Liberal Leader Michael Ignatieff just can't buy a break.
This past week, a QMI Agency poll reported that Canadians think he has a worse personality than Prime Minister Stephen Harper.
Slightly more (41 percent to 40 percent) felt Ignatieff was more condescending.
Only 12 percent thought Ignatieff was in tune with Canadians, compared to 28 percent for Harper.
Nearly a third felt that Harper is "responsible", whereas only 18 percent of respondents used this term to describe the Liberal leader.
Harper was gauged to be slightly more hypocritical and opportunistic, but Ignatieff lagged far behind in determination, bravery, and confidence.
More respondents (45 percent to 41 percent) concluded that Harper is smarter than the Opposition leader.
This isn't Ignatieff's only problem.
He's also cursed by the Liberal brand, which is in a sorry state in two of Canada's three largest provinces.
A Leger Marketing poll in May suggested that the Quebec Liberals, who are reeling with scandals under Jean Charest, would be thrown out of office if an election were held.
In B.C., the Liberals under Gordon Campbell have been pummelled in the opinion polls after introducing a harmonized sales tax with no public consultation.
Things aren't quite as bad for the Liberals in Ontario, where the provincial governing party held a five-point lead over the Conservatives in June, according to an Ipsos poll. This was reported less than two weeks before the introduction of the HST in that province.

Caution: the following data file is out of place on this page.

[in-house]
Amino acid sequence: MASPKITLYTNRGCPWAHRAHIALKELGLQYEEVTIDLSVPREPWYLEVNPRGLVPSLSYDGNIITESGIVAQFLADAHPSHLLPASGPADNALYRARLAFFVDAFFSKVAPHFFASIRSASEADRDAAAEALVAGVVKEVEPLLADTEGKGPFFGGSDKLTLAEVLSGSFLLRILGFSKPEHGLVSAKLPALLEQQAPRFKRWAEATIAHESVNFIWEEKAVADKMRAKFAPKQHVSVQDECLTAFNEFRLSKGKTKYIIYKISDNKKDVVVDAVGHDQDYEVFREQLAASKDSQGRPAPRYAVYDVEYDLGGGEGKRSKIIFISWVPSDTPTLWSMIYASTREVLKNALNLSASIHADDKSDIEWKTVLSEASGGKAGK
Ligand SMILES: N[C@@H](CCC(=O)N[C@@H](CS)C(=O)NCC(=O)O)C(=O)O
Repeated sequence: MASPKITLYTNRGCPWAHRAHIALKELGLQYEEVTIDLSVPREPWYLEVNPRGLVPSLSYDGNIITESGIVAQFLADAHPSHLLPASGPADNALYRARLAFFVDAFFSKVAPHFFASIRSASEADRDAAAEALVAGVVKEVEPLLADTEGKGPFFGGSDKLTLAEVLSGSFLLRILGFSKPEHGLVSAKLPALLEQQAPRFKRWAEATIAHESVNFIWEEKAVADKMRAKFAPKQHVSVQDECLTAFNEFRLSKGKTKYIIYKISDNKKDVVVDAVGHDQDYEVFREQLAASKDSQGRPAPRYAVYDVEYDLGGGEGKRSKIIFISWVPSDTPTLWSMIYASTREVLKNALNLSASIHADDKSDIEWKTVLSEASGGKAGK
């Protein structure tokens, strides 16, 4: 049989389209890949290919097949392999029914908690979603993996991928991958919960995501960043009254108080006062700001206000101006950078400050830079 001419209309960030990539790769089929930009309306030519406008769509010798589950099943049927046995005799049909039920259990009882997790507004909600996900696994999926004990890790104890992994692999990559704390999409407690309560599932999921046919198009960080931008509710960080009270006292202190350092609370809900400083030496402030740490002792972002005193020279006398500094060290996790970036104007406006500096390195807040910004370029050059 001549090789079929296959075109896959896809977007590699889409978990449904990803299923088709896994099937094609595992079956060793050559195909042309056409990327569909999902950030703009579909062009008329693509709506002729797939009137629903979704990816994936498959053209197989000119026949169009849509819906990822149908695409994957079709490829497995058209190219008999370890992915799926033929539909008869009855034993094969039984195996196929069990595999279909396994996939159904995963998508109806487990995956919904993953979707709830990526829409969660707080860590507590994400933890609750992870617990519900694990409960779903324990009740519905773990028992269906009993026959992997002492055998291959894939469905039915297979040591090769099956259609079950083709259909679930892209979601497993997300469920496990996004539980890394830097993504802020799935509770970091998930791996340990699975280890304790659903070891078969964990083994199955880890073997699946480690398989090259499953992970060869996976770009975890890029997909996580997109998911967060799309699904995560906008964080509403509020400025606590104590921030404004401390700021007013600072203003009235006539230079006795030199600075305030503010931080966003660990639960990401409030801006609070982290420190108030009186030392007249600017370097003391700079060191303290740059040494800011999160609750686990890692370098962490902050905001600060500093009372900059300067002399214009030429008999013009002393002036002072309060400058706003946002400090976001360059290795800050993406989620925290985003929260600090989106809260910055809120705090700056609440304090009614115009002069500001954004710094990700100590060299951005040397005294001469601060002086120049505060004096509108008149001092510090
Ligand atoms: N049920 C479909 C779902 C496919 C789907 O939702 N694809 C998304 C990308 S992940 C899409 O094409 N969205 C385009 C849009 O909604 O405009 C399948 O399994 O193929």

Back in 1993 when Jean Chretien was running for prime minister, the NDP was in power in both B.C. and Ontario.
Support for the federal NDP seriously suffered as a result, helping the Liberals take more federal seats and form a majority government.
By the 1997 and 2000 elections, there were no Liberal governments in any of the three largest provinces.
The federal Conservatives were hamstrung in Ontario, thanks to the harsh and sometimes brutal actions of the Mike Harris provincial government.
The NDP's growing unpopularity in B.C. in the late 1990s tarnished its federal counterparts. And the Parti Quebecois was governing Quebec.
Chretien didn't have to wear any of the sins of the three largest provincial governments on the federal campaign trail, and breezed to two more majority governments.
Ignatieff, on the other hand, leads the federal Liberals when provincial Liberal governments are showing signs of age in Quebec, Ontario, and B.C.
Charest and Ontario premier Dalton McGuinty have each ruled since 2003. Campbell was elected in 2001.
Voters are suffering from Gordo fatigue in this province, and the same phenomenon is likely to occur with the Liberal premiers in the two largest provinces.
It would be naive to think that this is not a factor behind the federal Liberals' poor polling results.
Earlier this month, Ipsos had the Liberals running six points behind the Conservatives. Ekos had even worse numbers, putting the Liberals 10.5 points behind as of July 6.
Even though the provincial parties are separate entities from the federal Liberal party, voters don't always make that distinction.
That spells bad news for Ignatieff if a federal election is held before any of these provincial Liberal governments are defeated.
Follow Charlie Smith on Twitter at twitter.com/csmithstraight.